Left-populist presidential candidate Gregorio Santos Guerrero insists he will run in Peru's April election—despite remaining behind bars at Ancón I prison outside Lima. In 2014, Santos, affectionately known as "Goyo," was already re-elected to the presidency of the northern region of Cajamarca from prison in 2014, and officially remains the region's executive. He says his "preventative detention" under pending corruption charges are political retaliation for his advocacy for the peasants and poor of Cajamarca—especially his support of the region's popular struggle against the US-backed Conga gold mine mega-project, now stalled due to widespread protests. In a statement this month, he said he would not be detained "if the law were applied equally," and scoffed at the notion that he was a flight risk while officially serving as a regional president. While Santos has been imprisoned, Cajamarca's acting executive has been his vice president, Porfirio Medina. (Peru.com, Feb. 12; Andina, Feb. 10; La Republica, Feb. 1)
Colombia's Constitutional Court on Feb. 7 revoked all licenses granted to companies that sought to carry out mining activities on paramós, the high alpine meadows that protect watersheds. The ruling overturns Article 173 of the government's new National Development Plan (PND), which allowed 347 existing licenses in the alpine zones to move ahead, although barring the issuing of new ones. The ruling also struck down provisions of the PND that barred victims of the country's armed conflict from reclaiming usurped lands that had been converted into so-called "Projects of Strategic National Interest" (PINE). Additionally, the court overturned a third article that allowed the government to forcibly expropriate privately-owned land for mega-projects. The decision is seen as a blow to the ambitions of Vice President Germán Vargas Lleras, mastermind of the PND. The case was brought by the left-opposition Polo Democrática. (Colombia Reports, El Tiempo, Equilibrio Informativo, El Heraldo, Barranquilla, Feb. 9; El Espectador, RCN Radio, Feb. 8; Silla Vacía, Feb. 7)
Amid concerns over impunity for past atrocities in Colombia's peace process, a court in Villaviencio last week sentenced ex-FARC commander Gildardo Forero García, AKA"'Arley" to 40 years in prison for his role in the guerillas' August 1998 siege of the town of Miraflores, Guaviare, department. Three civilians were killed and many wounded in the siege as the guerillas used improvised "cylinder-bombs" indiscriminately. Sixteen members of the security forces were also killed in the siege, and many taken captive by the guerillas. (El Espectador, Feb. 5) The previous week, former army sergeant Iván Mauricio Ochoa Yepes was sentenced to 43 years by a court in Medellín for the "false positive" killings of two civilians, including a minor, at Concepción, Antioquia, in April 2006. The human rights division of Colombia's Fiscalía said that it is investigating 2,308 "false positive" cases. (El Colombiano, Feb. 7; Colombia.com, Jan. 29; Radio Caracol, Jan. 24)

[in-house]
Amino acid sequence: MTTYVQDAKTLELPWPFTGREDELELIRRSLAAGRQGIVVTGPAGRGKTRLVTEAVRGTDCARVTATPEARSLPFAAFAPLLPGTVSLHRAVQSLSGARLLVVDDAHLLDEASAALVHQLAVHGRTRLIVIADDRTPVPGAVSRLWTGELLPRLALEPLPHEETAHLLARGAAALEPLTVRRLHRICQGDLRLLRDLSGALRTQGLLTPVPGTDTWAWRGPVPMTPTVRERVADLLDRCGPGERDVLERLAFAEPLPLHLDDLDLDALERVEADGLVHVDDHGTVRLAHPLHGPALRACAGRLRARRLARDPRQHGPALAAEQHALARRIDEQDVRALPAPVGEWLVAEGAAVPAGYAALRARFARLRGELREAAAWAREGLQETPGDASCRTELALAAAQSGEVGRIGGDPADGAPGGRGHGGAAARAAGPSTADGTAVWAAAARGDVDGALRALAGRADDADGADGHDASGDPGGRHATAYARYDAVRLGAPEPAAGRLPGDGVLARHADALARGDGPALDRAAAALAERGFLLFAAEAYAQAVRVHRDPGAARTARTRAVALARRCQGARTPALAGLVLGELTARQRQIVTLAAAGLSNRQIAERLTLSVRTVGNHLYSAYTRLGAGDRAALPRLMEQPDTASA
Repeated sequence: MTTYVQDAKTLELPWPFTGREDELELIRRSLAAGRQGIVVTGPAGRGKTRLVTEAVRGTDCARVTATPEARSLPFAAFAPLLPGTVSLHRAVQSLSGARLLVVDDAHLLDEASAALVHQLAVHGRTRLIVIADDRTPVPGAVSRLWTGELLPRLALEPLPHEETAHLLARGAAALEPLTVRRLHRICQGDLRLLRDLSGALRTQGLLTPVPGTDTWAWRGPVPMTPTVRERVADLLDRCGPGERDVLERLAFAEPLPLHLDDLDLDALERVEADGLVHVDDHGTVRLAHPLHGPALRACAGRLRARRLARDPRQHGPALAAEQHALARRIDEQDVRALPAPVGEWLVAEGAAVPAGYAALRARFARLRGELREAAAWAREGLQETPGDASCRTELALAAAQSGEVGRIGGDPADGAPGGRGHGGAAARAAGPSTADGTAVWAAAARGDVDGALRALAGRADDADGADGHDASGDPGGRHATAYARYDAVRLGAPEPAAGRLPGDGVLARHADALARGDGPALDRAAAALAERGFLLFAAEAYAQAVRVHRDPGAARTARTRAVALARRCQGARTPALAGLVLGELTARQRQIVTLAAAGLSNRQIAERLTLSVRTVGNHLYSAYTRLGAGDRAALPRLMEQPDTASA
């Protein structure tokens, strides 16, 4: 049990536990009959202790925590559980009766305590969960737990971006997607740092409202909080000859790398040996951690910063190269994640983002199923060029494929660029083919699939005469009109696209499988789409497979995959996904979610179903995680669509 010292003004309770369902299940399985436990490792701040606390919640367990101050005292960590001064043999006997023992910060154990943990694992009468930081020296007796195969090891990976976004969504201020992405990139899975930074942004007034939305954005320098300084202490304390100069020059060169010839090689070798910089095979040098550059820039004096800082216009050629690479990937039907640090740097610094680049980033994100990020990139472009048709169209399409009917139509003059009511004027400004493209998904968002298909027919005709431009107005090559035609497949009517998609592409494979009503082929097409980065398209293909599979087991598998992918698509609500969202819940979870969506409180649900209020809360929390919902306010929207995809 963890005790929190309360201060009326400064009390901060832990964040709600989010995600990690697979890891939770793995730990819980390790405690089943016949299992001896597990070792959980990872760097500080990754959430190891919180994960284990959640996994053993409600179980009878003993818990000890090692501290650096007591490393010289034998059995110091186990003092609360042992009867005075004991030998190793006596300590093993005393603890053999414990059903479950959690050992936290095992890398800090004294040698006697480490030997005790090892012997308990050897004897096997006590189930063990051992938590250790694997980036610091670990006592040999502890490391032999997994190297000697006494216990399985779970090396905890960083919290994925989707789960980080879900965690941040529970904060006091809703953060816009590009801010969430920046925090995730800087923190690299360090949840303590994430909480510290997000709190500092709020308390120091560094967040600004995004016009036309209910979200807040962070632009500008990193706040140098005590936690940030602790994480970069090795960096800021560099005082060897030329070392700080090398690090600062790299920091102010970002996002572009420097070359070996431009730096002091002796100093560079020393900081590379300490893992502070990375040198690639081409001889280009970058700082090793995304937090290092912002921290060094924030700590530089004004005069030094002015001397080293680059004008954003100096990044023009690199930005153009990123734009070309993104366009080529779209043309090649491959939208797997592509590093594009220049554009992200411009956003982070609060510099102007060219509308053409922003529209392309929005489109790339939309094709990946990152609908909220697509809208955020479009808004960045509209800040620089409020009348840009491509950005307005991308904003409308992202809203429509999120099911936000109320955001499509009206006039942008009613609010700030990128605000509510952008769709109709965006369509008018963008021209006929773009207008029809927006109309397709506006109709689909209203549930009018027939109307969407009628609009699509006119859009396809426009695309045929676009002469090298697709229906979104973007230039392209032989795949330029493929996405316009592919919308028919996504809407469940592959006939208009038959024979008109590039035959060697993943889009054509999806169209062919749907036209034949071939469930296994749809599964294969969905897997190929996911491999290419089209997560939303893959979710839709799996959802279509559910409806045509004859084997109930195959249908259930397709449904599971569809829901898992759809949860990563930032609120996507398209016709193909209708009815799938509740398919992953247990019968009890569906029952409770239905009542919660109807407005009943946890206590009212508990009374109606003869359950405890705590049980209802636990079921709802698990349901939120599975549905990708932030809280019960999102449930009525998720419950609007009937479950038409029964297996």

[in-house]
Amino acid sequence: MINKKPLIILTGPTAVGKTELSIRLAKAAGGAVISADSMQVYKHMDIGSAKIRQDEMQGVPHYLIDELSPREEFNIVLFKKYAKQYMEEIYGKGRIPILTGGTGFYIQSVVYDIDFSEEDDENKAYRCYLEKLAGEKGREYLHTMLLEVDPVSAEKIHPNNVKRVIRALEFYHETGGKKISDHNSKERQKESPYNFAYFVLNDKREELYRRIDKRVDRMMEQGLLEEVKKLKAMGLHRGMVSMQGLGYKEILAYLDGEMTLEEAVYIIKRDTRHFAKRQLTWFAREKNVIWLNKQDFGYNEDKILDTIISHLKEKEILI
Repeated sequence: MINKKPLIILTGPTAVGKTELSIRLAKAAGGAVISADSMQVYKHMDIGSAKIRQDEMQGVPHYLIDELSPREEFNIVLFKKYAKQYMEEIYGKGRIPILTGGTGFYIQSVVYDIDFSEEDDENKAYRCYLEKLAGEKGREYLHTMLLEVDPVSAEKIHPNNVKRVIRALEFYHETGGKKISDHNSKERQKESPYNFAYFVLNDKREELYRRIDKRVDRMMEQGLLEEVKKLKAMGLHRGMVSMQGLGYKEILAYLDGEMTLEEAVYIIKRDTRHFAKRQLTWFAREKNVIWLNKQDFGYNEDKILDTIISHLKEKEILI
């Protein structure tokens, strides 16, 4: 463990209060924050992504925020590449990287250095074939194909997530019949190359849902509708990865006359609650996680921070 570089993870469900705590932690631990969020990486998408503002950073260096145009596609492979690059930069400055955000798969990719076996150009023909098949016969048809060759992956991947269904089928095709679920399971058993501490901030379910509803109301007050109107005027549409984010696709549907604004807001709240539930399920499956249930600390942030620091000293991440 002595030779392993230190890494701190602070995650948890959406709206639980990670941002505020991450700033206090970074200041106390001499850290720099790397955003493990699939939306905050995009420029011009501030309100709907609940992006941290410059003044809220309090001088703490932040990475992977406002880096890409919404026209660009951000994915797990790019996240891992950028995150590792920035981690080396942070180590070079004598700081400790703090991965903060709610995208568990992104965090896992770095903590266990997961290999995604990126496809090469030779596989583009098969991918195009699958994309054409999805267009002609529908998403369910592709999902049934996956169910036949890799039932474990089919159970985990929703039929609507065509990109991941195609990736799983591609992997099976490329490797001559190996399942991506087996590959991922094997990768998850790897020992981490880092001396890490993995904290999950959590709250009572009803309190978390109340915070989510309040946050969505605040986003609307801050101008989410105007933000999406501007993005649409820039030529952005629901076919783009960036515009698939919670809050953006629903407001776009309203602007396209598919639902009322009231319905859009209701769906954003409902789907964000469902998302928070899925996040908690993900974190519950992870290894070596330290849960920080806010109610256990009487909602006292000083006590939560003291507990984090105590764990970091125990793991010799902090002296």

Just as hopes had risen for a peace dialogue with Colombia's second guerilla group, the National Liberation Army (ELN) carried out an attack with improvised mortars (tatucos) on the barracks of the army's 18th Brigade in the city of Arauca on the Eastern Plains. There were no casualties in the Feb. 8 attack, but the compound was left without electricity. President Manuel Santos convened an emergency meeting of his National Security Council, and pledged to respond harshly. Since then, the ELN has carried out numerous atacks in the region—including a blast on the Caño-Limón pipeline that caused a leak of crude oil.